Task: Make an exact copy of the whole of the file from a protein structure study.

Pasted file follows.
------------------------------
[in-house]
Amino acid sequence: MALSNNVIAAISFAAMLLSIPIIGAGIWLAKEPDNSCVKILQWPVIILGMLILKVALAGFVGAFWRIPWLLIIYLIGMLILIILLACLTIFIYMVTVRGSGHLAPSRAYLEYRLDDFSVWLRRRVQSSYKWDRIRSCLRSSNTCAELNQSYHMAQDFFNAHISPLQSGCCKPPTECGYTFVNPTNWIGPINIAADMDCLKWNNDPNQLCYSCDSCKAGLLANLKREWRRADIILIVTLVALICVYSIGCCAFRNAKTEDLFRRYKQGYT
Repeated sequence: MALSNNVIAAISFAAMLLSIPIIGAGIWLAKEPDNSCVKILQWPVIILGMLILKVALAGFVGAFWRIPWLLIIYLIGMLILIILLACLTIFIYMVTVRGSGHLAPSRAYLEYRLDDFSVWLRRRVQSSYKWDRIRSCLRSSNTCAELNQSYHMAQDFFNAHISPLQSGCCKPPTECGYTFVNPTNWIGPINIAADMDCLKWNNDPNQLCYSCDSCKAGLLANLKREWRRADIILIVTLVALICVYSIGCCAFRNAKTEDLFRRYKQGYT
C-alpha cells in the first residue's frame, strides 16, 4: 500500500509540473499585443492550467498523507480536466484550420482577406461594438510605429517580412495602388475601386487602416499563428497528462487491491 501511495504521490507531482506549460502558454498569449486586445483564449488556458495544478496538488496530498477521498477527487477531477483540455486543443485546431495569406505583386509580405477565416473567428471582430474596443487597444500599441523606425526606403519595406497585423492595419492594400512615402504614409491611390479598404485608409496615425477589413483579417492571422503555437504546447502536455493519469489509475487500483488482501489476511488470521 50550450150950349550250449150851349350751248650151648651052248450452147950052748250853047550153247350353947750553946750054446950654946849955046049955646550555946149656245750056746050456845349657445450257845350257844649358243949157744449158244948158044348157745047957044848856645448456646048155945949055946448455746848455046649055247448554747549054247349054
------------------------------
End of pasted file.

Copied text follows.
[in-house]
Amino acid sequence: MALSNNVIAAISFAAMLLSIPIIGAGIWLAKEPDNSCVKILQWPVIILGMLILKVALAGFVGAFWRIPWLLIIYLIGMLILIILLACLTIFIYMVTVRGSGHLAPSRAYLEYRLDDFSVWLRRRVQSSYKWDRIRSCLRSSNTCAELNQSYHMAQDFFNAHISPLQSGCCKPPTECGYTFVNPTNWIGPINIAADMDCLKWNNDPNQLCYSCDSCKAGLLANLKREWRRADIILIVTLVALICVYSIGCCAFRNAKTEDLFRRYKQGYT
Repeated sequence: MALSNNVIAAISFAAMLLSIPIIGAGIWLAKEPDNSCVKILQWPVIILGMLILKVALAGFVGAFWRIPWLLIIYLIGMLILIILLACLTIFIYMVTVRGSGHLAPSRAYLEYRLDDFSVWLRRRVQSSYKWDRIRSCLRSSNTCAELNQSYHMAQDFFNAHISPLQSGCCKPPTECGYTFVNPTNWIGPINIAADMDCLKWNNDPNQLCYSCDSCKAGLLANLKREWRRADIILIVTLVALICVYSIGCCAFRNAKTEDLFRRYKQGYT
C-alpha cells in the first residue's frame, strides 16, 4: 500500500509540473499585443492550467498523507480536466484550420482577406461594438510605429517580412495602388475601386487602416499563428497528462487491491 501511495504521490507531482506549460502558454498569449486586445483564449488556458495544478496538488496530498477521498477527487477531477483540455486543443485546431495569406505583386509580405477565416473567428471582430474596443487597444500599441523606425526606403519595406497585423492595419492594400512615402504614409491611390479598404485608409496615425477589413483579417492571422503555437504546447502536455493519469489509475487500483488482501489476511488470521 50550450150950349550250449150851349350751248650151648651052248450452147950052748250853047550153247350353947750553946750054446950654946849955046049955646550555946149656245750056746050456845349657445450257845350257844649358243949157744449158244948158044348157745047957044848856645448456646048155945949055946448455746848455046649055247448554747549054247349054